Beekeeping Conference

workshops

This weekend, I attended the first annual Pacific Northwest Treatment-Free Beekeeping Conference out in Forest Grove, OR.  The event was dreamed up & orchestrated by Kat Nesbit of Bliss Honeybees.  She is an amazing hostess, beekeeper and organizer extraordinaire!

The conference was amazing.  I think Kat had to finally cap registration at 150 attendees. We were treated to lectures and classes by the fantastically brilliant Dr. Tom Seeley (Honeybee Democracy), Dr. Deborah Delaney, Les Crowder (of top bar fame), Kirk Webster, Melanie Kirby, Matt Reed (owner of Portland’s Bee Thinking), Dr. Sujaya Rao, Eliese Watson, Dr. Lynn Royce, and Kirk Anderson.

I think when an event is held close to your home, I default to think of it as local.  I couldn’t have been more wrong about assuming this was a small little local conference.  There were beekeepers there from Washington; Michigan; Delaware; Idaho; all over California; Calgary, Alberta; Vancouver, B.C.; and even New Zealand.  Wow!

There’s always something new to learn with bees.  The topics ranged from swarm activity & decision making, to different types of hives (Warre, Top Bar), queen grafting, community involvement, bee genetics & sustainability, selective breeding, and even honey ice cream!  It was fun to have a combination of lectures and practical experience.  There were about 10 hives set up in a soccer field that we got to play with.  One of my favorite things was practicing marking queens (using drones since they don’t sting).  The hives were were supposed to be using didn’t have any drones, so we had to grab some off of Dr. Seeley’s swarm demo board.  Our instructor, Dr. Delaney, was even brave enough to mark a few workers for us!

I was also impressed with Elise Watson’s ability to stand straddle over a ground-level top bar hive and inspect it.  That surely would have gotten me stung somewhere undesirable!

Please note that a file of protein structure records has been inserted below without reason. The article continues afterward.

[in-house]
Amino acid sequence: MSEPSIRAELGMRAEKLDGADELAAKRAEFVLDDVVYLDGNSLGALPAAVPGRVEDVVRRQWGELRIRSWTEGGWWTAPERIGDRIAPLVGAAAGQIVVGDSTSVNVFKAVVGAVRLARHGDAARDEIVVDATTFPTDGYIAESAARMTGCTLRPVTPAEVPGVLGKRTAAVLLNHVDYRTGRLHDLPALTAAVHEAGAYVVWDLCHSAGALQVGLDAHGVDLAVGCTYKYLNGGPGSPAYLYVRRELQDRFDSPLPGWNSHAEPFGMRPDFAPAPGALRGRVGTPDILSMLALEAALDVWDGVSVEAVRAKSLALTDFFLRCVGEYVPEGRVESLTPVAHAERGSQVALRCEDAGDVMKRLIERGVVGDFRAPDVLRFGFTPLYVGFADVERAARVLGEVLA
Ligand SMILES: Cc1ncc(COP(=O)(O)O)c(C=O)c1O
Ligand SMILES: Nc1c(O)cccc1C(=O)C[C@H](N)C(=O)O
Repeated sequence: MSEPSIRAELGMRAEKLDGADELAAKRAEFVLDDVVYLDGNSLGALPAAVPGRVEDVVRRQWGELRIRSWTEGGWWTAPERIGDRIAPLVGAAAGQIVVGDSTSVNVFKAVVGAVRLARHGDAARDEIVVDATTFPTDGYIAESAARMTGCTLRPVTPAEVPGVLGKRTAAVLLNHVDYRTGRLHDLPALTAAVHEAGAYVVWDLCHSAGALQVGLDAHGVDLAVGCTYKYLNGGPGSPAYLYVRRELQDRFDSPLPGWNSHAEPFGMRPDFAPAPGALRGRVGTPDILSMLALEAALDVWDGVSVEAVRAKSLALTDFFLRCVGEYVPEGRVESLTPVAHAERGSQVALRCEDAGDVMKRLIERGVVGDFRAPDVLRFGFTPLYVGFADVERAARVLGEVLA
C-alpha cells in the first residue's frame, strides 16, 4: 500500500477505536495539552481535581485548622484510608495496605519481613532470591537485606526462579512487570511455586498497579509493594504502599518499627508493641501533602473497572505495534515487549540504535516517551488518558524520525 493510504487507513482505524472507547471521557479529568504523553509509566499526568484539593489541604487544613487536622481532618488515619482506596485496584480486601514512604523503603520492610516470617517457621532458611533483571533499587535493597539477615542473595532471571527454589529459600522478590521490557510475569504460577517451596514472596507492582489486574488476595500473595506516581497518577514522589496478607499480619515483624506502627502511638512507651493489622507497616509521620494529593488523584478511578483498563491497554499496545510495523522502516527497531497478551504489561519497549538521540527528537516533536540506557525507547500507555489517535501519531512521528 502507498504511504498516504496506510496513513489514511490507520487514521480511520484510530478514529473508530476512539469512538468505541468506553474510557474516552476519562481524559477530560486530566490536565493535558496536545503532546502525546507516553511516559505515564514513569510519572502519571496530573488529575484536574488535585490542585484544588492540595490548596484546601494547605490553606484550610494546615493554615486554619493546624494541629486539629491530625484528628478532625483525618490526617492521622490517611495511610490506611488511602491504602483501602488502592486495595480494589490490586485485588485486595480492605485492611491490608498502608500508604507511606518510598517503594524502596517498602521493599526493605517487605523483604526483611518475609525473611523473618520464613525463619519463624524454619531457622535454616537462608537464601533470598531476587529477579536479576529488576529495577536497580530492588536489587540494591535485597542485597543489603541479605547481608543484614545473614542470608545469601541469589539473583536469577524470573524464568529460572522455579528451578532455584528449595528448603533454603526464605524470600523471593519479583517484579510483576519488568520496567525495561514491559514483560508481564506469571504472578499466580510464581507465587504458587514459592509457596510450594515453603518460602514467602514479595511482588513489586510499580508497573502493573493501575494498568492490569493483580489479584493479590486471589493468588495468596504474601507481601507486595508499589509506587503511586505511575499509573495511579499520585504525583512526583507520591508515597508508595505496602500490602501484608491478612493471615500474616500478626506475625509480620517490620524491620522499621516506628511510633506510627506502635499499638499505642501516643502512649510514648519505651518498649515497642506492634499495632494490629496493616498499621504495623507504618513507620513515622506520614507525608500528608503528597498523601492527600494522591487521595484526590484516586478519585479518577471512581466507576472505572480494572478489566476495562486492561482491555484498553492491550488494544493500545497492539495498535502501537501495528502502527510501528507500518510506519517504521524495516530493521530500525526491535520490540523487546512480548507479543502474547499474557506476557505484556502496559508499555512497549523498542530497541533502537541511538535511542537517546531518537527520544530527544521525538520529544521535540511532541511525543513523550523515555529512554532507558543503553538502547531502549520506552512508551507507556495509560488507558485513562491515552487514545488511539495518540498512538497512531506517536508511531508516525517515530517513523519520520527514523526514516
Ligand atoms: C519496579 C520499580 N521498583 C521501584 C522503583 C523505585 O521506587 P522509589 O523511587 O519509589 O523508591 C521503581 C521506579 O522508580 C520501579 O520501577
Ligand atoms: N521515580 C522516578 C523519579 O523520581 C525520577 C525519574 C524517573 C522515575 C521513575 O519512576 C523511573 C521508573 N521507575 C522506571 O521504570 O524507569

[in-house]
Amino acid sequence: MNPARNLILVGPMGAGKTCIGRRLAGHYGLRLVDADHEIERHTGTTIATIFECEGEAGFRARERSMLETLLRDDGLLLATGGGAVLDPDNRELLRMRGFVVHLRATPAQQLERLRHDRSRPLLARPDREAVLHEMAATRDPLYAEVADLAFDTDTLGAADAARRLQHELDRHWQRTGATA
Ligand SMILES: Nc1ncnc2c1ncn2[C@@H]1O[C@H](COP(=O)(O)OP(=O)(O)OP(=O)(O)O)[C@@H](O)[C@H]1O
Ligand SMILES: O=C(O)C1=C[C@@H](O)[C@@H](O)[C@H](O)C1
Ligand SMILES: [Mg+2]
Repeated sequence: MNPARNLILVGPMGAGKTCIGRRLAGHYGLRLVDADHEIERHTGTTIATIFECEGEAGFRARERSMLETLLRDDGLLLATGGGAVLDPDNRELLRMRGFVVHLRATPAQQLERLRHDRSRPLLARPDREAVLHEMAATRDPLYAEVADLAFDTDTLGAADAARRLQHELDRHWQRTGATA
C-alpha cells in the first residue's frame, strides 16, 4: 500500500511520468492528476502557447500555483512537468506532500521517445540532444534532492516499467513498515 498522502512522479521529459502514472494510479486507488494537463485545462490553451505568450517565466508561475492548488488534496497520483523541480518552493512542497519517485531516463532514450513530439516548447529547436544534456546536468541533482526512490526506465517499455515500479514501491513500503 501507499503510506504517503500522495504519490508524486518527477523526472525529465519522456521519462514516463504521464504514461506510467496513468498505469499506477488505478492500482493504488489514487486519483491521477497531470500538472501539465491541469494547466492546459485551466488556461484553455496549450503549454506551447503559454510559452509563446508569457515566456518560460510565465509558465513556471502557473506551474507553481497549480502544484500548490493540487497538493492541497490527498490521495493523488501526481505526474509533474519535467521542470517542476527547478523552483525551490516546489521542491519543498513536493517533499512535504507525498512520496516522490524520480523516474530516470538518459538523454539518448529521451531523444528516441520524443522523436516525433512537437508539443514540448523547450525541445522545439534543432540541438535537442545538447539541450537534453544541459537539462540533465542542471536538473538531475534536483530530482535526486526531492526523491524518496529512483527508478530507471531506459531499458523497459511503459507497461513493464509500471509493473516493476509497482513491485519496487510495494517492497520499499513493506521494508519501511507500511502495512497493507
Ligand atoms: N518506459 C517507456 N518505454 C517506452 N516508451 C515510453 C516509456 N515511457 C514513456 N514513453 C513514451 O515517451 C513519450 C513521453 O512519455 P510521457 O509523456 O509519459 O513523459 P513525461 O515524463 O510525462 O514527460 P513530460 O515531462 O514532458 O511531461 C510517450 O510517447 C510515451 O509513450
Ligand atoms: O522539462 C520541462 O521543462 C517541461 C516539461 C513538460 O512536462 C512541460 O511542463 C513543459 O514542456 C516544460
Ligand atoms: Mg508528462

Maybe her bravado comfort level with the bees inspired me, but I came home on Sunday and figured I should check my hives since I hadn’t done so in weeks and was worried there might be some crazy cross-combing going on.  There was a little, but nothing too bad.  The girls are really starting to bring in the honey! So much so that I may have to start moving things around so they have more space.  I had trouble keeping my smoker going and I really think my bees hate the smoke.  They seemed to do better when I wasn’t smoking them (i.e. they sent some aggressive guard bees after me when I smoked them), so I might try some sugar water next time & see if that keeps them busy.  I got through the first hive and 2/3rds of the way through the second before I got stung on the knuckle of my left ring finger.  So much for finishing that hive–I had to run in and pull off my rings quickly before my finger started to swell!    For all you gawkers out there, I had one of my kids take a picture of my hands side-by-side. I hope you can tell that I’ve totally lost the bones in my left hand.  It’s like I have a pudgy baby hand or when I had swollen pregnancy feet and could push a dent in my skin.  I can’t even make a fist.  Taking my Benadryl/Ibuprofin cocktail multiple times daily, but it doesn’t do much (or I’m completely terrified at what it might look like if I weren’t taking drugs!).  Tomorrow (day 3) is usually the worst for me and then it goes back down from there. *Click for full, horrifying effect.*

bee-stung handAfter that hand picture, I think it’s appropriate to end with a quote I read today from The Beekeeper’s Lament by Hannah Nordhaus.  The context is that in older mandarin orange groves bees are unwelcome because they could cross pollinate those yummy seedless oranges with pollen from a seeded orange and ruin the whole crop–but for many it’s easier to prohibit bees than to replant with new sterile oranges that aren’t as affected by cross-pollination.  But even out of context, I feel this quotation gets to the heart of beekeeping:

Unless, of course, you are a beekeeper.  Unless you need billions of flowers to feed      billions of insects that you can’t truly possess, that you can’t control, that can’t read NO TRESPASSING signs or understand the concepts of no-fly zones or hybridization or changing consumer preference.  Unless you love something that can’t love you back, that is just as happy to hurt you, that lives without concern for its keeper or his profit margins or his pride, and that dies with astonishing indiscretion–that simply does what it was born to do.

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